Iron Maiden. It's no contest for me.
When Steve Harris left his previous band, the reason was that his bandmates did not appreciate a "charismatic" bassist. They wanted a bassist to be a supporting member of the band, to help the flow of the music, but not actually be a key point of it. They also felt that the songs that he was writing were too complex and hard to play (he was several years younger than them, only 16 at the time). His trademark bass sound has been often duplicated in future bands.
Harris's prominent bass sound
Thus, he started his own band, recruiting several musicians, one of which was Dave Murray, who is still a member of the band today (34 years after initial conception). While the band went through many line-up changes, they settled on Adrian Smith for their second lead guitarist in 1980. Smith and Murray together are not the most skilled or technical guitarists in the world, but together, they have amazing chemistry and compliment each other's styles to near perfection.
Murray and Smith dual lead guitar
When their former vocalist, Paul Di'anno was fired from the band in 1981, due to allegations of drug and alcohol abuse, former Samson vocalist Bruce Dickinson would take his place. Dickinson's extremely powerful vocals, reminiscent of the legendary Metal God Rob Halford from fellow NWOBHM act Judas Priest, skyrocketed their new album, Number of the Beast in 1982, to commercial and critical success and introduced them into the mainstream.
Dickinson's legendary vocal power, control, and tone
During their 1982 tour to promote the album, drummer Clive Burr came under unfortunate schedule conflicts with touring and had no option but to leave the band. His fast-paced drumming technique, which had complimented Harri's bass riffs greatly, had been up to that point an important staple in the band's sound. Burr would be a hard member to replace. However, they recruited Nicko McBrain, who is known as one of the pioneers of heavy metal drumming and one of the most influential drummers of all time, among the names of John Bonham and Neil Peart. His complex drum riffs became a new staple in the Iron Maiden sound, and has since become a definite irreplaceable element in their music.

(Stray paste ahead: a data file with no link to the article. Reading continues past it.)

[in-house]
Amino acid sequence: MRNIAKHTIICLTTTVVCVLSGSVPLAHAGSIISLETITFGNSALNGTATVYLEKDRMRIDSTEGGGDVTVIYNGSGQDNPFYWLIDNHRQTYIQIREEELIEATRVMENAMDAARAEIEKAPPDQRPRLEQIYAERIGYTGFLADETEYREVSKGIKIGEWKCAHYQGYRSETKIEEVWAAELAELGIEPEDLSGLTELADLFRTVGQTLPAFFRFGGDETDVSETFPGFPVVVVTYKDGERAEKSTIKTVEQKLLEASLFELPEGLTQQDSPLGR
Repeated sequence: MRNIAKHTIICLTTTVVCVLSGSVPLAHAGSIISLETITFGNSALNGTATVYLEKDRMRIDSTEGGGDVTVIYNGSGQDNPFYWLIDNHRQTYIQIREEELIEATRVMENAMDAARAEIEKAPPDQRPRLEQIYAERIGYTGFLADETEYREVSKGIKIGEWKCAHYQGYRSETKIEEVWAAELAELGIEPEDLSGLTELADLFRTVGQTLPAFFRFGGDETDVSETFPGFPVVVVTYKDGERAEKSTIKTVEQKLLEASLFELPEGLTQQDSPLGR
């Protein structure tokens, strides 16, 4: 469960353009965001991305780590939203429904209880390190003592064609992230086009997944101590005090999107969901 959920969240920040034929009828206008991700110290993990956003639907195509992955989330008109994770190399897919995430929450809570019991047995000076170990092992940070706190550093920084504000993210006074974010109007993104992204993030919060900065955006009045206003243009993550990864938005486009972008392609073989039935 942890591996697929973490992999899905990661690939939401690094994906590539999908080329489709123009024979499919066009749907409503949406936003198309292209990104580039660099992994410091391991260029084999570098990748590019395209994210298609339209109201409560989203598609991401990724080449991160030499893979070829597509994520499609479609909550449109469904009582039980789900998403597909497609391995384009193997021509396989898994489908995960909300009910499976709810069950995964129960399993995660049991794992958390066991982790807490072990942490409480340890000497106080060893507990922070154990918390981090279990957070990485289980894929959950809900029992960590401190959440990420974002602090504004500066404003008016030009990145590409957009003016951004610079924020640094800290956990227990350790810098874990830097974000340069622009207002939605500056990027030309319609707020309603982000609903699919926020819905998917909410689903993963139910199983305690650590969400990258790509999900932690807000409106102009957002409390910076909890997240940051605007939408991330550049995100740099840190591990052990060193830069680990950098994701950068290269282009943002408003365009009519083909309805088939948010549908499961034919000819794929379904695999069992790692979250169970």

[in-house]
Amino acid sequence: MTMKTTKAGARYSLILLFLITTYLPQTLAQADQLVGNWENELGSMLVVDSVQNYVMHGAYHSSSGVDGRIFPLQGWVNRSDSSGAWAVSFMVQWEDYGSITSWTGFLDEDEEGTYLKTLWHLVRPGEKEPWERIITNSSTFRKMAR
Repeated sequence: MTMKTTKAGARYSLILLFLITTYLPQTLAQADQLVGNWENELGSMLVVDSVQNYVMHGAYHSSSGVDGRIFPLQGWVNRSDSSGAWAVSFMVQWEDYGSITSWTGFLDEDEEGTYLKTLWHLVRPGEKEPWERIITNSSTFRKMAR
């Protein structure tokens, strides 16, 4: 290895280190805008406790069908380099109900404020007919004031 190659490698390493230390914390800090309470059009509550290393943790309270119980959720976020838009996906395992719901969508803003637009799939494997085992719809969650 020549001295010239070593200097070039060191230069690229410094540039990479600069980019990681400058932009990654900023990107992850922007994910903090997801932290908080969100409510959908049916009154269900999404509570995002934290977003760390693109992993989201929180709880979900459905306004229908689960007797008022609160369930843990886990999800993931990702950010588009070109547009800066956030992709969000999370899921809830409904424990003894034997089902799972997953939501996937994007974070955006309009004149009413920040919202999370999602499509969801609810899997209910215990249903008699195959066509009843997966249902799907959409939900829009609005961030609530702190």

McBrain's complex drum patterns
In 1989, Smith left the band, citing musical differences. During the late 80s, Iron Maiden had experimented with more mainstream elements, such as synthesizers. After their their 1988 album, Seventh Son of a Seventh Son, Adrian left the band and was replaced by Janick Gers, who had worked with Dickinson previously. Ger's style was very different than Smith and was not well received by long time fans. However, with his varied style of playing and songwriting, Iron Maiden was able to expand on their dynamics and broaden their ability to make music.
Iron Maiden with Gers
After more experimentation, Dickinson also left the band in 1993. The band recruited Blaze Bayley as replacement. After two albums failed to succeed, both in sales and reviews, and Bayley had frequent allergic reactions, causing cancellation of many live shows, Bayley left the band by mutual consent in 1999. However, years after he left, the works that he did with Iron Maiden maintain a large cult following and several songs are still regular tracks in live shows. The darker and more melodic style during the Bayley era also served a large influence in future Maiden albums.
A fan favorite, recorded with Bayley
In 1999, fans were excited to hear that both
Dickinson and Smith would be returning to the band. After years in solo and separate works, the two came back with a renewed vision of music. Gers, who had been playing with the band for 10 years, would also stay, forming the rare but not unheard of lead guitar trio. Their first "reunion" album, Brave New World, would be their most successful album in over a decade. Stylistically, they returned to their classic 80s sound, but adapting elements from Smith and Dickinson's solo careers and the dark melodic sounds during the Bayley era.
Iron Maiden in the new millennium
To date, the band has released 14 studio albums (and another one planned for this year or next) and seven live albums. They've performed live in over 2,000 shows and have sold more than 100 million albums worldwide.
/end biography >_>